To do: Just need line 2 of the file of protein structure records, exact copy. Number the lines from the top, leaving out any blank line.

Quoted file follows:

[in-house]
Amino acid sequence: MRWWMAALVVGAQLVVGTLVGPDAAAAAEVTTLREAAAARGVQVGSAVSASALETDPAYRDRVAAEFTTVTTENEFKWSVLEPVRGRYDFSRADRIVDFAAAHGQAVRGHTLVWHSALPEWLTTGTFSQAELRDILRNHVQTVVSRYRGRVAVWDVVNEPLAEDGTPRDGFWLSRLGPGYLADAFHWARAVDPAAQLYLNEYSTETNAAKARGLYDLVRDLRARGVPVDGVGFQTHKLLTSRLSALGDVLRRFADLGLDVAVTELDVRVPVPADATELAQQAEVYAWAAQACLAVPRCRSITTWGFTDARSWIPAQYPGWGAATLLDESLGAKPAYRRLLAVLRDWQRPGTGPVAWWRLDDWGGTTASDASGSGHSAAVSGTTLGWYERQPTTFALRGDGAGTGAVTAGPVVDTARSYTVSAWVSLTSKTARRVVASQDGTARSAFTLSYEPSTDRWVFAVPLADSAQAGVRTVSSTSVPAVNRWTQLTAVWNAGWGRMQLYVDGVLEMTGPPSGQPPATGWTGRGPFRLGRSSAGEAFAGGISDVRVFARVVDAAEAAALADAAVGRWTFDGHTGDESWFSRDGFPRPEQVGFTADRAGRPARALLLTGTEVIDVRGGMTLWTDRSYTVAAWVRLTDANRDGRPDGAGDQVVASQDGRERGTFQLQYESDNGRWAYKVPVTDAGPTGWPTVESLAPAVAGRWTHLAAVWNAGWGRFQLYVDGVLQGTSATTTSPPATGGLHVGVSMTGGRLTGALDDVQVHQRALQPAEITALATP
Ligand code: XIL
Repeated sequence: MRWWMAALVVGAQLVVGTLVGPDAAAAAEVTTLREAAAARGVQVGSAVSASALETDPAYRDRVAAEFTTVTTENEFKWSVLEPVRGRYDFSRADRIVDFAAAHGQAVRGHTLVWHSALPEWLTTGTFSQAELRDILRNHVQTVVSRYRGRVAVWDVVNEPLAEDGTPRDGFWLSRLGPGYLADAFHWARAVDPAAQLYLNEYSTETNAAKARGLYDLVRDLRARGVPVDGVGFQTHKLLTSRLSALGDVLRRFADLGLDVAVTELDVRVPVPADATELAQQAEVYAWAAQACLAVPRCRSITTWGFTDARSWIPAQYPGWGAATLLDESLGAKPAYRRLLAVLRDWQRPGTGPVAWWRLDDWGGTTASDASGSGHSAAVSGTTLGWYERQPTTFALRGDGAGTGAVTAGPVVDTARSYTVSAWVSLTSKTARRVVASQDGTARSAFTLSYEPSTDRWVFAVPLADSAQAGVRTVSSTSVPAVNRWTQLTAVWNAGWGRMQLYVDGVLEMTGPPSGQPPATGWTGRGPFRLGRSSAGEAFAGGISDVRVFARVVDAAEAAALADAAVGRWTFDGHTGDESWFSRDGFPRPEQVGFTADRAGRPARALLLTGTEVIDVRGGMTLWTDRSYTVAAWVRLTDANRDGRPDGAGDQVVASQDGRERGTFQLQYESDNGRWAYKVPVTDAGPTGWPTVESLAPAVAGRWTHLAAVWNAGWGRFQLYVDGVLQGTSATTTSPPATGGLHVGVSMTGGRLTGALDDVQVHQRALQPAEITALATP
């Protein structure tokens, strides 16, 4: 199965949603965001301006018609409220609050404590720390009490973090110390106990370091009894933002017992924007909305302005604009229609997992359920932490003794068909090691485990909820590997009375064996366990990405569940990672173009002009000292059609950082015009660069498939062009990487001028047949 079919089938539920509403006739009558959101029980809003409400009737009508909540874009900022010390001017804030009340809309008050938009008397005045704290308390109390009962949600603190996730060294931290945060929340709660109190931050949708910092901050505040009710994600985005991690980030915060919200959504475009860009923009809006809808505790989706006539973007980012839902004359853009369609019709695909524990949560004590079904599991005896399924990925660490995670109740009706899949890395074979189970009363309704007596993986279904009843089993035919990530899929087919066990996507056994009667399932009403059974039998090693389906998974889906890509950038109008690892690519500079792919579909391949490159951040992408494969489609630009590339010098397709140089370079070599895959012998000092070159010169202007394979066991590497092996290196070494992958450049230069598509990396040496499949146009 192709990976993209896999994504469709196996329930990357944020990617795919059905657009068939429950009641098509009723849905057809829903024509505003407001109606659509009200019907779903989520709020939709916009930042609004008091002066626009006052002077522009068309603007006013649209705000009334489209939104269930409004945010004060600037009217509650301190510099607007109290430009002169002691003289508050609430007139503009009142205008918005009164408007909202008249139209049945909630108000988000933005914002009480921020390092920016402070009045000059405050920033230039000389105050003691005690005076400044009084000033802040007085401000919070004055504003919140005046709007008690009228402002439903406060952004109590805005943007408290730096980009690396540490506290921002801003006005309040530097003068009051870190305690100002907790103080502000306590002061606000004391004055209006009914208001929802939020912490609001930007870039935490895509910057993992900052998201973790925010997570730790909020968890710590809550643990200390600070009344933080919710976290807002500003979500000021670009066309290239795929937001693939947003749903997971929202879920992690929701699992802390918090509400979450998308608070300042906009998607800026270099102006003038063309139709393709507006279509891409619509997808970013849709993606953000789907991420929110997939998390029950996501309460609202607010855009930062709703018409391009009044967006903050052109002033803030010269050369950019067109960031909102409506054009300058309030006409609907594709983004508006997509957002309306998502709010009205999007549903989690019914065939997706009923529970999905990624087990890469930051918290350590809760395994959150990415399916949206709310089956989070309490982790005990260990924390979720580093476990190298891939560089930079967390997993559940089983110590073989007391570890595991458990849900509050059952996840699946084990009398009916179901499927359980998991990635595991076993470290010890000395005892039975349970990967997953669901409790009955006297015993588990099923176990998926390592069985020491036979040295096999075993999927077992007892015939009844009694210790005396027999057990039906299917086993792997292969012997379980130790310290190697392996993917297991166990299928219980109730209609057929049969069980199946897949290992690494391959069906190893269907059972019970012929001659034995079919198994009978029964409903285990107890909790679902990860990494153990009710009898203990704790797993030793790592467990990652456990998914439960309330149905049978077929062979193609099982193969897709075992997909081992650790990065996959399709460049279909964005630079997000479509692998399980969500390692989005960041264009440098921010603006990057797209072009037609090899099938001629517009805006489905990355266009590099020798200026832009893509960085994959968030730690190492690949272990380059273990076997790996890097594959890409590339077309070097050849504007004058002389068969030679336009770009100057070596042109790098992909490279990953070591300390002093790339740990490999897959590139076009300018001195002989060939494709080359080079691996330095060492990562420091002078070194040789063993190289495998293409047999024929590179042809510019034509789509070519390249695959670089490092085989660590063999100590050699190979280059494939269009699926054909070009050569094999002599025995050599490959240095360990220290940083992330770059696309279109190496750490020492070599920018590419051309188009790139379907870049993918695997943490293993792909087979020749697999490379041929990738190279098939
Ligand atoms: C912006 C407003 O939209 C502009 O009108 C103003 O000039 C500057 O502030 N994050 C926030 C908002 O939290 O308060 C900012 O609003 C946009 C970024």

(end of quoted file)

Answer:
Amino acid sequence: MRWWMAALVVGAQLVVGTLVGPDAAAAAEVTTLREAAAARGVQVGSAVSASALETDPAYRDRVAAEFTTVTTENEFKWSVLEPVRGRYDFSRADRIVDFAAAHGQAVRGHTLVWHSALPEWLTTGTFSQAELRDILRNHVQTVVSRYRGRVAVWDVVNEPLAEDGTPRDGFWLSRLGPGYLADAFHWARAVDPAAQLYLNEYSTETNAAKARGLYDLVRDLRARGVPVDGVGFQTHKLLTSRLSALGDVLRRFADLGLDVAVTELDVRVPVPADATELAQQAEVYAWAAQACLAVPRCRSITTWGFTDARSWIPAQYPGWGAATLLDESLGAKPAYRRLLAVLRDWQRPGTGPVAWWRLDDWGGTTASDASGSGHSAAVSGTTLGWYERQPTTFALRGDGAGTGAVTAGPVVDTARSYTVSAWVSLTSKTARRVVASQDGTARSAFTLSYEPSTDRWVFAVPLADSAQAGVRTVSSTSVPAVNRWTQLTAVWNAGWGRMQLYVDGVLEMTGPPSGQPPATGWTGRGPFRLGRSSAGEAFAGGISDVRVFARVVDAAEAAALADAAVGRWTFDGHTGDESWFSRDGFPRPEQVGFTADRAGRPARALLLTGTEVIDVRGGMTLWTDRSYTVAAWVRLTDANRDGRPDGAGDQVVASQDGRERGTFQLQYESDNGRWAYKVPVTDAGPTGWPTVESLAPAVAGRWTHLAAVWNAGWGRFQLYVDGVLQGTSATTTSPPATGGLHVGVSMTGGRLTGALDDVQVHQRALQPAEITALATP